Recently, the Cisco Talos security threat research team turned up a significant new threat launched via Microsoft Word. The attack infects systems with malware by quietly using the domain name server (DNS) to make contact with Windows PowerShell command instructions from the attacker.
The attack is initiated by the delivery of a malicious Microsoft Word document. The document looks like it’s from a McAfee-branded secure email service. But upon opening, the document launches a Visual Basic for Applications macro, which then launches PowerShell commands. The system then calls out to a collection of domain records that have been specially constructed by the hacker to help execute on privileged system control.
As the attack unfolds, it is determined whether the user has privileged access using a second stage of PowerShell commands. The PowerShell commands then enter a third act where the Windows System Registry is modified to allow backdoor access. If the user does have privileged access, the Windows Management Instrumentation (WMI) database is modified, so that the backdoor is maintained throughout reboots.
At this point, the infected system queries select DNS records that are built into the script. These requests pull in TXT records from the loaded DNS query, which contain further PowerShell commands. Because the attacker controls the remotely queried DNS records, they can implement any command they desire and execute it locally with full administrative privileges.
There are a number of weaknesses here to point out. First off, domain name servers are a critical and fundamental component to any network environment. On a typical network, they’re rarely monitored, policed or blocked. Commands that transmit through DNS traffic can be fractional and difficult to detect as there are many billions of records across many different types of DNS requests. Secondly, there is a serious gateway flaw that allows document programs to launch external programs, especially those that can modify the system environment.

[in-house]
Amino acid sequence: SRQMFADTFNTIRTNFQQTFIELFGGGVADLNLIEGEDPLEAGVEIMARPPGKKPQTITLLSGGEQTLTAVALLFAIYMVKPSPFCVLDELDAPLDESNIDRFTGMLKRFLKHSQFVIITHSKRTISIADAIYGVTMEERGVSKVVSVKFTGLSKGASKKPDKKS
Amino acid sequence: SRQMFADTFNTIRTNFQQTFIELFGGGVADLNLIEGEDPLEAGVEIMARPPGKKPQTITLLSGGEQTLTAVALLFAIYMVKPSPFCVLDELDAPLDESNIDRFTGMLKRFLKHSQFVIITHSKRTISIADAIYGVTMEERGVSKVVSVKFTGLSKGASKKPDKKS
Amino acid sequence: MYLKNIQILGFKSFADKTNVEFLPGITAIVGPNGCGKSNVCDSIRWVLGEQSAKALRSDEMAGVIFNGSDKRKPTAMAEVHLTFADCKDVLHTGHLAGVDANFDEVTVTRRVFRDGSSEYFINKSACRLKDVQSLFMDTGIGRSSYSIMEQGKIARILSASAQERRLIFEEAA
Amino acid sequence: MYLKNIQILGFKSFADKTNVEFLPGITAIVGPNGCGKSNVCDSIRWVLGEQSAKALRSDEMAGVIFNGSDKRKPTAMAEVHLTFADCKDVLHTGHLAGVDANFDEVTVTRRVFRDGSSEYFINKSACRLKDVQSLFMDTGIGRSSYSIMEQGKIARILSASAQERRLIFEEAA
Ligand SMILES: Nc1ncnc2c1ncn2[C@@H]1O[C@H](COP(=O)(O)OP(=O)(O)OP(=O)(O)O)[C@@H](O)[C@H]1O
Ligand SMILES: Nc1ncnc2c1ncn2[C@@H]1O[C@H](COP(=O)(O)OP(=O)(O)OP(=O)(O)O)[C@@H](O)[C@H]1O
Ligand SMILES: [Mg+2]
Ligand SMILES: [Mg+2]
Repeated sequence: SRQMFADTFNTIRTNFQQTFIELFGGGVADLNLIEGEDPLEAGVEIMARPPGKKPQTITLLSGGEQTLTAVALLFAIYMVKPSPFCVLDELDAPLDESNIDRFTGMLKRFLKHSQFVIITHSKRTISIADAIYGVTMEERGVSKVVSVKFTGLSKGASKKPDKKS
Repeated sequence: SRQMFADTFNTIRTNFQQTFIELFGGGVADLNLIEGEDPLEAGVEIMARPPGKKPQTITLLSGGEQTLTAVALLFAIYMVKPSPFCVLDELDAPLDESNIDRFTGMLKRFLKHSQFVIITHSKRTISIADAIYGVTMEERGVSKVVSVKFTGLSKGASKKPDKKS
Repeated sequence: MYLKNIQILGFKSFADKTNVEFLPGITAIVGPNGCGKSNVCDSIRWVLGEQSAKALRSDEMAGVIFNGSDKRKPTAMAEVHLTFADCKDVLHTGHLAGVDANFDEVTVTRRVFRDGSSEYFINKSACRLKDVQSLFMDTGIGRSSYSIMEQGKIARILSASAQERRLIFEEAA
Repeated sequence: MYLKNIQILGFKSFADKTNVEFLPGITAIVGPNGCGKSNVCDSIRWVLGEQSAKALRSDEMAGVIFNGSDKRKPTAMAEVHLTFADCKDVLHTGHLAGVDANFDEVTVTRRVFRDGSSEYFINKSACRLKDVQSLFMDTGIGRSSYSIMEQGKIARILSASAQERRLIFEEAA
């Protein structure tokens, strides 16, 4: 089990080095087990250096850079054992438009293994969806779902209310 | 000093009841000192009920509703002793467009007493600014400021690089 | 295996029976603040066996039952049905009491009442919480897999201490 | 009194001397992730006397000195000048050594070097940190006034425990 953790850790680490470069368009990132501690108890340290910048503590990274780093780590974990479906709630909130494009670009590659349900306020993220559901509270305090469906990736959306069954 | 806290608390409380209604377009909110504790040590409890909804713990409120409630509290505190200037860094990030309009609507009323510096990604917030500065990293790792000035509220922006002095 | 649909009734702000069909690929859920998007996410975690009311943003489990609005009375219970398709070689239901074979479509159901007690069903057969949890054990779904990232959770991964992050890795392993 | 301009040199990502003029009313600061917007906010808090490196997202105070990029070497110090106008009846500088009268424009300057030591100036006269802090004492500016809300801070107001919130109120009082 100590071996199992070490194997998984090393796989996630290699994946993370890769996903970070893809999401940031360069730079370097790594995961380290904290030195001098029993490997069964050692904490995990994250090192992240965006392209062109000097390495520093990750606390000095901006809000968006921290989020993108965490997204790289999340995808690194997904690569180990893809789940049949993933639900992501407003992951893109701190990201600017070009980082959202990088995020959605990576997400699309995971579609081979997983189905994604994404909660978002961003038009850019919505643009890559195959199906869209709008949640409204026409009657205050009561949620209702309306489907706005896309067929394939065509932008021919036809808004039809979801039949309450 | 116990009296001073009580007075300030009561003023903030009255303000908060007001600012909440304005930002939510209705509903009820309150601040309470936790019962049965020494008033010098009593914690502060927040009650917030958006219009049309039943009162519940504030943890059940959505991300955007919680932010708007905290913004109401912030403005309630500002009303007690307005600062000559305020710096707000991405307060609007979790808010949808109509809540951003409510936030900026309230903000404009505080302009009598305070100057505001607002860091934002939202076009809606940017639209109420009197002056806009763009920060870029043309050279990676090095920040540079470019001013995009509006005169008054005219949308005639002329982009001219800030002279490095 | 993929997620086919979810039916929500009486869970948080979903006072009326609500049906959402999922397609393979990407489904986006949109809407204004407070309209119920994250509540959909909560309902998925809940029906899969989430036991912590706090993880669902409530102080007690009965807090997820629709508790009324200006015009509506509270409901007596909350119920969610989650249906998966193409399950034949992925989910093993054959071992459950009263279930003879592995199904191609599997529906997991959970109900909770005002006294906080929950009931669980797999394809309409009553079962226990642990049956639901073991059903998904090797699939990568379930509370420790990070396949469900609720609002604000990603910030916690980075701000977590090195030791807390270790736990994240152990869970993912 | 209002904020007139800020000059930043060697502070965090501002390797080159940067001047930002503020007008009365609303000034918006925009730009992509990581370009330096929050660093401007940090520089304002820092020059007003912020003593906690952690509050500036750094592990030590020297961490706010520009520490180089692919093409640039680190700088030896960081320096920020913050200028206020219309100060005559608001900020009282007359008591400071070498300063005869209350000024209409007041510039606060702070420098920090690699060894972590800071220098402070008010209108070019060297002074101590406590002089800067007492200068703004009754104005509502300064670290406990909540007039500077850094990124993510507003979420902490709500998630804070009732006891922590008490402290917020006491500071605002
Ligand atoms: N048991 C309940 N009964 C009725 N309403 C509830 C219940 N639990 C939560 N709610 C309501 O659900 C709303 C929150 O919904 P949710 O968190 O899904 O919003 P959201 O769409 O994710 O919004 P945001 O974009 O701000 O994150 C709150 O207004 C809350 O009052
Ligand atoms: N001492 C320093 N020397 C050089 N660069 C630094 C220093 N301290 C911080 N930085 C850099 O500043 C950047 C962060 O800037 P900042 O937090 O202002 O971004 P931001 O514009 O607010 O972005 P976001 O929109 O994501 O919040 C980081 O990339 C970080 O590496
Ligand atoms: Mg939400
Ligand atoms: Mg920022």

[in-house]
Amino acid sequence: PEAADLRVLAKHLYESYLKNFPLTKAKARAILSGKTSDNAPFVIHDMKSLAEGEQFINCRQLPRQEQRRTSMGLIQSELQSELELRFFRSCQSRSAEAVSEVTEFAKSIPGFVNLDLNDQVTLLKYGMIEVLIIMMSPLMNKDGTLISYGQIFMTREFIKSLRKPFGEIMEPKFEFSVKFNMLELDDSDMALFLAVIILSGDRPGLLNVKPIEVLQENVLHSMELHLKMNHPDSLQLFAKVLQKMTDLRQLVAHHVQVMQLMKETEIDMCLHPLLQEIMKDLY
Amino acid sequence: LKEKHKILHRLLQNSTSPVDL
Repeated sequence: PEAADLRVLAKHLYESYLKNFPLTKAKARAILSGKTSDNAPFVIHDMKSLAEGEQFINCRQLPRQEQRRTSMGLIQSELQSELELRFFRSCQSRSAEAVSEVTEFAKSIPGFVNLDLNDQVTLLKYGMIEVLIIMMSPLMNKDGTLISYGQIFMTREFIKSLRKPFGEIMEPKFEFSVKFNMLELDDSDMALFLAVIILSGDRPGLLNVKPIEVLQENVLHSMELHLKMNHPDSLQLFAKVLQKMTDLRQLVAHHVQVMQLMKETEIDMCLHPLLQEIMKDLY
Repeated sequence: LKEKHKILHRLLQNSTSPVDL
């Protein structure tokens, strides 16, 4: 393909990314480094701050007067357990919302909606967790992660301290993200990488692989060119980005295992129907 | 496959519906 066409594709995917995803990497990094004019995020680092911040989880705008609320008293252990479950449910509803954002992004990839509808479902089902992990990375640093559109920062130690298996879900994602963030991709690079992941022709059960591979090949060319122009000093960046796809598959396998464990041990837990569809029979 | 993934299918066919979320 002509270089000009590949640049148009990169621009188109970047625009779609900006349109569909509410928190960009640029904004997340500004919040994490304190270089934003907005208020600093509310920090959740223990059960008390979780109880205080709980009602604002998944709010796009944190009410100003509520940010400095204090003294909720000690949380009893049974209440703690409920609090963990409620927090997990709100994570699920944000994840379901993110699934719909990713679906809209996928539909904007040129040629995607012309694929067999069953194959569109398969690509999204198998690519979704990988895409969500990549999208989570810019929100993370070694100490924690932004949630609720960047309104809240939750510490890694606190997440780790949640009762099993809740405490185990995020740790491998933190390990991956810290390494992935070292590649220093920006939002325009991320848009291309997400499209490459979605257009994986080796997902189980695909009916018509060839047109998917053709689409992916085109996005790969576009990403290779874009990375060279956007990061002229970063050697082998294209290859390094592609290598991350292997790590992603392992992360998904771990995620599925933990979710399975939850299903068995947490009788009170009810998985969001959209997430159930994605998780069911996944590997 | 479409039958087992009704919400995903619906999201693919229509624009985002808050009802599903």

While the exploit only affects PCs that run Microsoft Word, and not mobile systems, the overwhelming majority of environments use just those two things. No other productivity application and platform combination comes close. Further, as a matter of convenience, companies in many environments allow users the administrative rights to fully control their own systems. This sort of infection has a wide potential base of attack, and it’s proving to be very difficult to detect in most environments.
Once a system is infected, corrective actions on the system will likely be difficult. The breadth of commands and modifications that can be launched in the final stage can prove to be quite complex and possibly irreversible. In cases where the infection has not gotten to the final stages due to a lack of user privileges, the cleanup may be more feasible. This is because the PowerShell commands at these stages are not persistent and are based on sessions, which can be terminated.
There’s a mantra in security that identifies the core components of people, processes and technology. Preventing these sorts of attacks counts on all three points.
Further, Cisco’s Talos Intelligence group suggests the following options to prevent an attack.
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